Optometrists already play an integral role in glaucoma diagnosis and management, but a new study from Australia suggests a more refined referral process can improve the diagnostic accuracy of OD-initiated referrals and decrease unnecessary additional visits to hospitals and other secondary clinics.

In aging populations, the prevalence of chronic diseases such as glaucoma is expected to increase, placing additional demands on limited healthcare resources, the researchers said in their paper. Collaborative care models that incorporate referral refinement—where glaucoma suspect referrals are triaged by trained optometrists through further testing—can potentially reduce false positive referrals, they added.

The study initially included 464 glaucoma suspects referred to the Glaucoma Management Clinic in Sydney, Australia, from 2015 to 2018. The referrals were generated by either a community optometrist (standard care) or after a comprehensive assessment at the Centre for Eye Health, which was defined as referral refinement.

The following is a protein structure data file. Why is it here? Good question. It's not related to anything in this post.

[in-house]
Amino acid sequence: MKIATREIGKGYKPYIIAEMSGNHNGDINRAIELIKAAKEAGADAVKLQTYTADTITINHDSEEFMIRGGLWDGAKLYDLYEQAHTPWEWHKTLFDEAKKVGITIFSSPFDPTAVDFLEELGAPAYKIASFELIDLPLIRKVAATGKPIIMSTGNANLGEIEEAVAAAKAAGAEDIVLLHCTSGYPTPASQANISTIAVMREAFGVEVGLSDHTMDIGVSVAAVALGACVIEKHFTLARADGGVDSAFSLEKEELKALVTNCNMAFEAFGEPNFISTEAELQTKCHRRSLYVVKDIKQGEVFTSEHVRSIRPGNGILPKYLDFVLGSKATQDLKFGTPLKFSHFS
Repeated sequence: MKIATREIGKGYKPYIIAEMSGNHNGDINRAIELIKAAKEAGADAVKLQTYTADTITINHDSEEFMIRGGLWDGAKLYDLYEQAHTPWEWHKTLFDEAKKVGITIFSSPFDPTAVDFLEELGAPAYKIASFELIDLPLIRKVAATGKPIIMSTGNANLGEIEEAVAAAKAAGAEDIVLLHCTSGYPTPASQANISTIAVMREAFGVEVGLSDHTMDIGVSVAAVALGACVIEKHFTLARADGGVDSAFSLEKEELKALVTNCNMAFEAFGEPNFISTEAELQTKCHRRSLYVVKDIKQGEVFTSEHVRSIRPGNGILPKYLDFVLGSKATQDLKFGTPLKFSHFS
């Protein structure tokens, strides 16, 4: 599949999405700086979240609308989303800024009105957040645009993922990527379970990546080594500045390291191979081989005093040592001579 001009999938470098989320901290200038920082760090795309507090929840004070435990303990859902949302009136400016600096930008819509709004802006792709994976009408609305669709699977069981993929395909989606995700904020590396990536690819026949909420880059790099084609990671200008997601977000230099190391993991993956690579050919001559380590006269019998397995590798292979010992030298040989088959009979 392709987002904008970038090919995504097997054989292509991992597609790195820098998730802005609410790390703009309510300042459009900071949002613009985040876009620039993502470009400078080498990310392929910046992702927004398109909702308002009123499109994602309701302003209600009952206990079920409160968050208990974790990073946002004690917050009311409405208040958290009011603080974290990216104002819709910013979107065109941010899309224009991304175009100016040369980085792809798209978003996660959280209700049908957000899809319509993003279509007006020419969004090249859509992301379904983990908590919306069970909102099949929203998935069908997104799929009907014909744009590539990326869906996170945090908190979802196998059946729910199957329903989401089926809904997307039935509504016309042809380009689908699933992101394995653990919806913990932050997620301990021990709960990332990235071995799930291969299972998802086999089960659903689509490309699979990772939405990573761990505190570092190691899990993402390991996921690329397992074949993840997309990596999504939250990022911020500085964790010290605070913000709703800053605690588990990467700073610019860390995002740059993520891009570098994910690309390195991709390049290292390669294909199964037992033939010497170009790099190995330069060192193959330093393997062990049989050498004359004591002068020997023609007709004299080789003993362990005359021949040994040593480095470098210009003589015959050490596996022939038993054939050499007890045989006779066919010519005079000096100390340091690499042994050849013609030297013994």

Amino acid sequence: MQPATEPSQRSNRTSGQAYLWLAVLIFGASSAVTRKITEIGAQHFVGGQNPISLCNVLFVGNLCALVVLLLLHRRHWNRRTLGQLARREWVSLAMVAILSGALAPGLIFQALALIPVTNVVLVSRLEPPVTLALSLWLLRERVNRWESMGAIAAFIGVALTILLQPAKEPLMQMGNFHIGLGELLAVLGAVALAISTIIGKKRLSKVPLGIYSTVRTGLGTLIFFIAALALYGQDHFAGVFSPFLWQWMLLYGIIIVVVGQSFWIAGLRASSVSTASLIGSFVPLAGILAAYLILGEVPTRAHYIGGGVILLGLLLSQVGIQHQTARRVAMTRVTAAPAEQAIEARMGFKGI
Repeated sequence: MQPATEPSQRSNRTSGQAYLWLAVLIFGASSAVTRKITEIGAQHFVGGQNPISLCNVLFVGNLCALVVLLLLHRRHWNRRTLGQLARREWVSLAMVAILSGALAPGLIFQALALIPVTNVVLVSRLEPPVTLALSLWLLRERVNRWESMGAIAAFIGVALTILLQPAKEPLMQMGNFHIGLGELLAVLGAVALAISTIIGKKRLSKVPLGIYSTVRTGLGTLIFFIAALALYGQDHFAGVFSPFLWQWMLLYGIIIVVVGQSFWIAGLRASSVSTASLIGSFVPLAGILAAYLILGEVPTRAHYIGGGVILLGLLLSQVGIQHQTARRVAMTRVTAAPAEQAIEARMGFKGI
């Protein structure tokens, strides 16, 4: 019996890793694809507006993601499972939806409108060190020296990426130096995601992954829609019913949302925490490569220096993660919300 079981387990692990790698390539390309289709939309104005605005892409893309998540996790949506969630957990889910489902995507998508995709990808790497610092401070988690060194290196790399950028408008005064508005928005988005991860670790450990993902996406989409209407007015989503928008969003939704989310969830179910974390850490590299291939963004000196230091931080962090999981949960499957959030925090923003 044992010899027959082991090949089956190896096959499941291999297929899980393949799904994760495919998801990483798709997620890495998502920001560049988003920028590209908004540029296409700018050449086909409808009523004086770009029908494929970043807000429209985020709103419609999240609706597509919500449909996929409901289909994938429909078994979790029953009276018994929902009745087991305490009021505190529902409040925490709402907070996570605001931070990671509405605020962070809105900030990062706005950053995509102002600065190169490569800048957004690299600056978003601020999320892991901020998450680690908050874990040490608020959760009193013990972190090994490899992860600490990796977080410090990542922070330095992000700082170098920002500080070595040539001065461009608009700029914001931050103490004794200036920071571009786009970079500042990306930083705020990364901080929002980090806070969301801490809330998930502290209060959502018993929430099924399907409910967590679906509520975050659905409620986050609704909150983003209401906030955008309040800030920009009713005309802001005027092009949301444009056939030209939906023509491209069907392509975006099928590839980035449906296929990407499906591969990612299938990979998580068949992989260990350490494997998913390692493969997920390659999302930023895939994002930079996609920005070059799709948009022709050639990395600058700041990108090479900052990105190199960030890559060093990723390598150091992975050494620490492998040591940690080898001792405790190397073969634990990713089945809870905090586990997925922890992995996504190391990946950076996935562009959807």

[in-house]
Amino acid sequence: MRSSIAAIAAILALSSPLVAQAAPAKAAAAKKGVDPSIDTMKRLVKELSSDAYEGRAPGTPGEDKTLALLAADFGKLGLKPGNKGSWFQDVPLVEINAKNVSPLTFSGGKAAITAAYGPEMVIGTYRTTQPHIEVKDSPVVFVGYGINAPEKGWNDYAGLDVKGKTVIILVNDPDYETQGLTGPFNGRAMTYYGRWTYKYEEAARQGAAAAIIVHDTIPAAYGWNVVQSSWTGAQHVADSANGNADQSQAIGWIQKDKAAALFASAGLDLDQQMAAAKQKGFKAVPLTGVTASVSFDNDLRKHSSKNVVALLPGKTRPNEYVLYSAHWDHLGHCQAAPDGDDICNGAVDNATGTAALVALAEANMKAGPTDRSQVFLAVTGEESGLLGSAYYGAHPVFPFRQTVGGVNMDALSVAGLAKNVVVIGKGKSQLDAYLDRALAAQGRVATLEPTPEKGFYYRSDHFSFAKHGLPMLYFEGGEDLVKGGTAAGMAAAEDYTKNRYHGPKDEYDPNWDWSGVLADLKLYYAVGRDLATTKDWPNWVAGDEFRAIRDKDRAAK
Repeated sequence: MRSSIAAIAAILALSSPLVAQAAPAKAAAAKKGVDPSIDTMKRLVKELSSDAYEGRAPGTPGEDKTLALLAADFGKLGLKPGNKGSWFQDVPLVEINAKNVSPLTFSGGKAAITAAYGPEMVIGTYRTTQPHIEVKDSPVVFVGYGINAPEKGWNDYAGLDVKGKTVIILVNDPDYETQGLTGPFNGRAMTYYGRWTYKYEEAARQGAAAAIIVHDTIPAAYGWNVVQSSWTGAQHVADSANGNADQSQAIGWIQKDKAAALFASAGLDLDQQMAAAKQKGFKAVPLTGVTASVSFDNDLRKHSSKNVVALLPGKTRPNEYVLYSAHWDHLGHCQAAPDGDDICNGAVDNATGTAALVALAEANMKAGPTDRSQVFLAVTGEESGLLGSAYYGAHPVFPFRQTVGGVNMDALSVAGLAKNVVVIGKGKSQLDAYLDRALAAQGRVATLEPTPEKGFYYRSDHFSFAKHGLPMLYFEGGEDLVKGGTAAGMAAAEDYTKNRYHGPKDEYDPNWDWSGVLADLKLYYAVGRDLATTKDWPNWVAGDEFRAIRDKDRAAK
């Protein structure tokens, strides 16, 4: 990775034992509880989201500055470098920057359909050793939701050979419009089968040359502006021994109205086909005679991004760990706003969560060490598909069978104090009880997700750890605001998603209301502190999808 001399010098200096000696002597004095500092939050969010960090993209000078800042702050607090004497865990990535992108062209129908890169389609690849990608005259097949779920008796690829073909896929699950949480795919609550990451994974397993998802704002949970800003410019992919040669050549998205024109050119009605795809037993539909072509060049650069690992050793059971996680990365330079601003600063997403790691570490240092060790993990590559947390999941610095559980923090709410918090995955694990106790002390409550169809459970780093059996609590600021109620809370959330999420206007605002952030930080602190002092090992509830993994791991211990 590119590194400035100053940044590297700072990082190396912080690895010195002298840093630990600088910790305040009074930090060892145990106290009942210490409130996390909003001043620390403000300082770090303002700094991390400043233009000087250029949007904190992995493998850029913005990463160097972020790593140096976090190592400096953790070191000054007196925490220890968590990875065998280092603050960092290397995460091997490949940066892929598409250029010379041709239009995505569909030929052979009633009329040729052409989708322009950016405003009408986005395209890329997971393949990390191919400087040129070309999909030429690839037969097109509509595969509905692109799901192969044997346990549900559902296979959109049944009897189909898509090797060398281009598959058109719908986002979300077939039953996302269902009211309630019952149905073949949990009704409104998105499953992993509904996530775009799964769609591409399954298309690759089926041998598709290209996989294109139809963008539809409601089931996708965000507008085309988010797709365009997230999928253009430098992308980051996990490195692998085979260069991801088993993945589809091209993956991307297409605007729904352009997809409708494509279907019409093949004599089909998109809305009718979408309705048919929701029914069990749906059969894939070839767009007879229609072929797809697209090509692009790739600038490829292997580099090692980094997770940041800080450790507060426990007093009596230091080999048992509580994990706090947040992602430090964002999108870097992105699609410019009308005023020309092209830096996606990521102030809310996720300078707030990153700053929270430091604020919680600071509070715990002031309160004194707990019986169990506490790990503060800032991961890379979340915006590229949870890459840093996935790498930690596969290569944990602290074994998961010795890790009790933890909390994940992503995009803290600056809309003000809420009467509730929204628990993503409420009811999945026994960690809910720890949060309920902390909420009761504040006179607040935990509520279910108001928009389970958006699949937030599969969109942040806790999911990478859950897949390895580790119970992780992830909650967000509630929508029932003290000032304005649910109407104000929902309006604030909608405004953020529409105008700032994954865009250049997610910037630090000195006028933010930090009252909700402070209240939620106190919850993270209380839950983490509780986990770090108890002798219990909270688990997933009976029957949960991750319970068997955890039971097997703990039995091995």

Of the initial 464 referrals, 252 treatment-naïve glaucoma suspects were enrolled in the study. Following an assessment, 45.6% were prescribed treatment for open-angle glaucoma or ocular hypertension.

The positive predictive value of community optometry referrals was 33.8%, compared with 50.6% following referral refinement. The first visit discharge (false positive) rate was 26% for community referrals compared with just 4% from referral refinement. The researchers noted the predictive value increased with the number of abnormal clinical exam findings associated with referral. Additionally, the number of abnormal findings from referrals was much higher with referral refinement (1.9 vs. 1.5).

Huang J, Yapp M, Hennessy MP, et al. Impact of referral refinement on management of glaucoma suspects in Australia. Clin Exp Optom. December 18, 2019. [Epub ahead of print].